Monday, October 1, 2007
Exploring 20 aviation myths
Right up front I should post a very clear caveat: Myths within any technological field almost always have a grain of, if not truth, at least enough fact that they have some ardent supporters who swear by them. (They “know” it’s true and can prove it because a friend of an uncle knew someone who had it happen to a cousin.)" />
Myth 12 Power-off landings shock cool engines.
Busted! This is somewhat controversial. Larger general aviation engines may have a problem with power-off shock cooling in approach, but these are usually airplanes most people don’t land power-off anyway. The amount of time an airplane spends cooling off during a power-off approach is short and the temperature lost is small. Long, power-off descents from altitude, however, can do some serious shock cooling.
Myth 13 GPS is all that’s needed for cross-country flying.
Busted! From a practical point of view, you’d be placing your entire enchilada in the hands of the GPS and, should it fail (dead batteries, meteor hits one of the satellites, etc.), you’re in deep guano. So a map, compass and course line should always accompany the GPS. None of them have batteries to run down.
Myth 14 Ice only occurs in clouds.
Wrong (although usually right). Ice is found wherever moisture and freezing temperatures occur. Usually that moisture is visible as haze or cloud mist, but it’s not always clearly visible. Moisture can be hanging in the mist just under an overcast and, if it’s in a supercooled condition and you fly your chilly airplane through it, you’ll pick up ice almost instantaneously.
Myth 15 Stall-spin accidents always start with a nose-high attitude.
Totally wrong and then some! A stall only requires that the critical angle of attack be exceeded, and that can happen going straight up or straight down under certain conditions. On many airplanes, in a normal, flaps-down approach, it’s quite easy to exceed the critical angle with the nose below the horizon. This is especially true at full flaps. If you have the ball well off-center at the same time, you not only stall, but can also possibly spin. Both mistakes are totally avoidable with basic flying techniques: Monitor the nose attitude/airspeed and keep the ball in the center.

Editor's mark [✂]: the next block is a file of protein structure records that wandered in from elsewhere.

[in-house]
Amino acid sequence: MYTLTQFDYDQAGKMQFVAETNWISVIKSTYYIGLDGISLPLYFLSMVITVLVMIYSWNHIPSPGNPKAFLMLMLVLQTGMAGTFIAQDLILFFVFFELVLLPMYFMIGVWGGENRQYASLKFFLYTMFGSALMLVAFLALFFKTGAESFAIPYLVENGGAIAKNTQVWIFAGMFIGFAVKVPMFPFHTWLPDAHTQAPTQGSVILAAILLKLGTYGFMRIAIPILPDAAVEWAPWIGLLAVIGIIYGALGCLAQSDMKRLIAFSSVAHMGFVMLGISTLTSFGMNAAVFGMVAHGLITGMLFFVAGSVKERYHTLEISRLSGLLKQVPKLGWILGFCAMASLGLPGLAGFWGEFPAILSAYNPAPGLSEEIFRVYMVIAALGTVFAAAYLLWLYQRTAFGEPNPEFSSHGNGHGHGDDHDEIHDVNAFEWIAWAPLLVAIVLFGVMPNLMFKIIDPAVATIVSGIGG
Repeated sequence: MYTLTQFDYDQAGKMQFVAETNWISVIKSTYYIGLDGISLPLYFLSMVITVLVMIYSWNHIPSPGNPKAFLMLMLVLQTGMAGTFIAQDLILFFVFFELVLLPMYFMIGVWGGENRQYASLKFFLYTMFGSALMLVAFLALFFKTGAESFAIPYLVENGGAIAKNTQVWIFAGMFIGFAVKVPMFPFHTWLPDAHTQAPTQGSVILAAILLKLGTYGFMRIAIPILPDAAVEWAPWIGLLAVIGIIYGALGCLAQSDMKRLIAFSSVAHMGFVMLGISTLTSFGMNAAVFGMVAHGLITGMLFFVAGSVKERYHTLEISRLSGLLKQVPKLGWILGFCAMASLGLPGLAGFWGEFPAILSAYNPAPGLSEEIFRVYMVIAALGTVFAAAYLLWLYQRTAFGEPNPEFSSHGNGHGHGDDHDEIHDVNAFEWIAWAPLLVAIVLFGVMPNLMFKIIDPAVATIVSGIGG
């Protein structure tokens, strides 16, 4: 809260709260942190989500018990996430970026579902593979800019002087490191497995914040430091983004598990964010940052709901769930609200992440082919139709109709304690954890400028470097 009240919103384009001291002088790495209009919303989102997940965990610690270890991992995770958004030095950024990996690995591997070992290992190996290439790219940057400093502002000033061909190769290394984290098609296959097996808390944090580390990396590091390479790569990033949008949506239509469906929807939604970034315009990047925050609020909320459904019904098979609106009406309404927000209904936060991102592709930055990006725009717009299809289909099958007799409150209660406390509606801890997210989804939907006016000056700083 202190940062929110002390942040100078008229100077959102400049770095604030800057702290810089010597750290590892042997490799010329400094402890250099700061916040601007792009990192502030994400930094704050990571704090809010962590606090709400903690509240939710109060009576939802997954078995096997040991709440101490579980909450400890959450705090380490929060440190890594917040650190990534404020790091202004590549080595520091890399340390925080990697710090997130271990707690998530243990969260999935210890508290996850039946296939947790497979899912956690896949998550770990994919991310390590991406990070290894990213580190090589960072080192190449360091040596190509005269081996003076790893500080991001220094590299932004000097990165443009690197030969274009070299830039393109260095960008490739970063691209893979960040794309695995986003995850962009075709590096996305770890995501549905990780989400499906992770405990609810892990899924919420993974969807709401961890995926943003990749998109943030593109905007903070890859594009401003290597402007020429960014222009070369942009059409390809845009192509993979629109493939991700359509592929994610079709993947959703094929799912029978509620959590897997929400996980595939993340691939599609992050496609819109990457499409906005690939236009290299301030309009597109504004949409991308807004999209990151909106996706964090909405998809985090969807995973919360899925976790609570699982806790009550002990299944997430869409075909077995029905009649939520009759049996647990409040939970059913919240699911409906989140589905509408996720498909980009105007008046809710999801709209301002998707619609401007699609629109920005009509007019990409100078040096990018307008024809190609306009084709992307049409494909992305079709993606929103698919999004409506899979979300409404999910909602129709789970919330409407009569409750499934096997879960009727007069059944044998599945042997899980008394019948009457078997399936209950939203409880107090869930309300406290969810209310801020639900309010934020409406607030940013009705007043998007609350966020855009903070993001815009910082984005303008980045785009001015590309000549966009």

Myth 16 Running up your engine on the ground once a month prevents rust.
Busted! Under normal conditions, it’s nearly impossible to get an engine hot enough on the ground to cook the moisture out of the oil and drive it out of the breather. You usually can’t pull high enough power settings on the ground long enough to get the temps up to true operating temperature, especially on cool days. Generally, it takes at least two laps around the pattern to get the temps high enough to even begin to clean out the engine. Yet another excuse to go flying: “But honey, if I don’t go flying, the engine will rust.”
Myth 17 On takeoff, it’s safer to leave it on the ground until fast, and then rotate off.
Busted! This is wrong, if for no other reason, because the definition of “fast” is nebulous and it means the pilot is deciding when the conditions are right for the airplane to fly, rather than letting it make the decision. Plus, it’s ugly aviating. Pick the small wheel (whichever end it’s on) off the ground, and hold a slight positive angle of attack throughout the takeoff run and the airplane will leave the ground when the conditions are good for both a clean liftoff and a positive rate of climb. It compensates for everything from weight to density altitude.
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